Tying the Knot

Critics Consensus

Tying the Knot untangles a hot button political issue by putting a personal face on it -- and making its arguments with an effective blend of facts and feelings.



Total Count: 35


Audience Score

User Ratings: 606
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Movie Info

The surviving partners of two separate homosexual marriages in which their spouse died must deal with both the emotional, logistic, and legal turmoil that comes along with both the law and society at large failing to recognize the validity of their unions.


Critic Reviews for Tying the Knot

All Critics (35) | Top Critics (14) | Fresh (31) | Rotten (4)

  • A quietly effective exploration of the divisive subject of gay marriage in America.

    Oct 22, 2004 | Rating: 3.5/4 | Full Review…
  • Personalizes the political with two heart-rending real-life cases.

    Oct 14, 2004 | Rating: B
  • It may not be the most meticulously crafted documentary in the world, but what Tying the Knot lacks in finesse it compensates for in making a heartfelt case for the hot-button topic of same-sex marriage.

    Oct 7, 2004
  • Has the good sense to take a large step back from the emotional debate surrounding the issue and scrutinize the history of marriage itself.

    Oct 6, 2004 | Rating: 3.5/5
  • The subject is worth exploring -- unfortunately, de Seve does so in a cut-and-dried manner that never explains why these two couples were able to stay together for so long.

    Oct 1, 2004 | Rating: 2/4
  • Documentarian Jim de Seve's cogent pro-gay-marriage argument appeals equally to emotion and reason.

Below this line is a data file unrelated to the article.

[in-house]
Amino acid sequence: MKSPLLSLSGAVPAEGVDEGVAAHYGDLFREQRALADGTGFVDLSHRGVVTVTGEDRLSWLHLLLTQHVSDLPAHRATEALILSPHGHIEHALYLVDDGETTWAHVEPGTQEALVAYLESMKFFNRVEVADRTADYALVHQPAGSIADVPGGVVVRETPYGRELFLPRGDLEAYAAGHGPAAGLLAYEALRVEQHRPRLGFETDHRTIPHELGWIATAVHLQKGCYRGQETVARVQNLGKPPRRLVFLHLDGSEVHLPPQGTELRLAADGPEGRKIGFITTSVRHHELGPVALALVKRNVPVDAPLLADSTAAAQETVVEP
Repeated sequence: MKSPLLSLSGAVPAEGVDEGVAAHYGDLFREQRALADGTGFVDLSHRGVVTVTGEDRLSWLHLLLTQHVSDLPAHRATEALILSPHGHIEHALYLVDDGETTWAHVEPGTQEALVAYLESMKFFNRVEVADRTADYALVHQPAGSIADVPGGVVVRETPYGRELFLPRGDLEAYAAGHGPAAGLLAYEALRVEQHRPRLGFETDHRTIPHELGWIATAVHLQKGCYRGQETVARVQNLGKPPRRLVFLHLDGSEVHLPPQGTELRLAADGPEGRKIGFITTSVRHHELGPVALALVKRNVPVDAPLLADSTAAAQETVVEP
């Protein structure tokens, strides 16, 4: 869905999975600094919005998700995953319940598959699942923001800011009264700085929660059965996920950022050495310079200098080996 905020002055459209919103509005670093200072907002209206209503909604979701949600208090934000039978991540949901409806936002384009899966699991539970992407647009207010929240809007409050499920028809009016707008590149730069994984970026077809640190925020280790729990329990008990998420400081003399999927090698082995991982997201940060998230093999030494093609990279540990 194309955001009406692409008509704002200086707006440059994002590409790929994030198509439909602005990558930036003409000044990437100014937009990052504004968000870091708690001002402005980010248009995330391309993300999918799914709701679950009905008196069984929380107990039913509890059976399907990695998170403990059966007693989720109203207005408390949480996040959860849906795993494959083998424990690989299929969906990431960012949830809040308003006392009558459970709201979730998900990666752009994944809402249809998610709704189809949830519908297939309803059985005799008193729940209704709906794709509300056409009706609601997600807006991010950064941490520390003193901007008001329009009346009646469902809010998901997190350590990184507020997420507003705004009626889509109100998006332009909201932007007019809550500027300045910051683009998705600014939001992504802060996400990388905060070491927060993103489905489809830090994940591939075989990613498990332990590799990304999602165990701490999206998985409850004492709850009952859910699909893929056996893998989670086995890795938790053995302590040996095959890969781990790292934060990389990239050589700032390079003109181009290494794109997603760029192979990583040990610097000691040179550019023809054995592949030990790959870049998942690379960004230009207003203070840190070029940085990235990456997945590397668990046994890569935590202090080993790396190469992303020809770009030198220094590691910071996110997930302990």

Oct 1, 2004 | Full Review…

Audience Reviews for Tying the Knot

  • Jun 10, 2011
    Not one for crying during films, I confess that a tear welled in my eye on more than one occasion while watching this documentary on the societal constructs of wedlock, and the discrimination against same-sex marriage. Because of the stance the film takes, many people will be turned off to the subject matter. As a documentary, it stood on its feet firmly. Besides showing footage of rallies, the political windbags' testimony before Congress, and using case studies to outline the loss of constitutional rights by widowed partners, there is also a brief overview of the history of the definition of marriage, and several interviews with activists, politicians, clerks, and gay couples. The opposite side of the debate wasn't given much time except for sound bites that weren't taken out of context, but sure made for an interesting argument. In all, half the film made me overwhelmed with sentimentality and the other held contempt and disgust prevalent in my mind. Not pure entertainment, but a message of hope and civil liberties, your enjoyment will be based on frame of mind.
    Spencer S Super Reviewer
  • Jan 25, 2011
    Even a documentary has to be able to tell a narrative story successfully. Tying the Knot doesn't. It skips from one story to another, jumping in at arbitrary points and then leaving without properly resolution. It does take a stab at being useful by beginning to explore how marriage has changed over the centuries, though even that thesis is discarded all too quickly. This is neither the macro or the micro story of the issue; Tying the Knot ties itself up in knots trying to do too many things at the same time. Not of which are done particularly well, unfortunately.
    Jason V Super Reviewer

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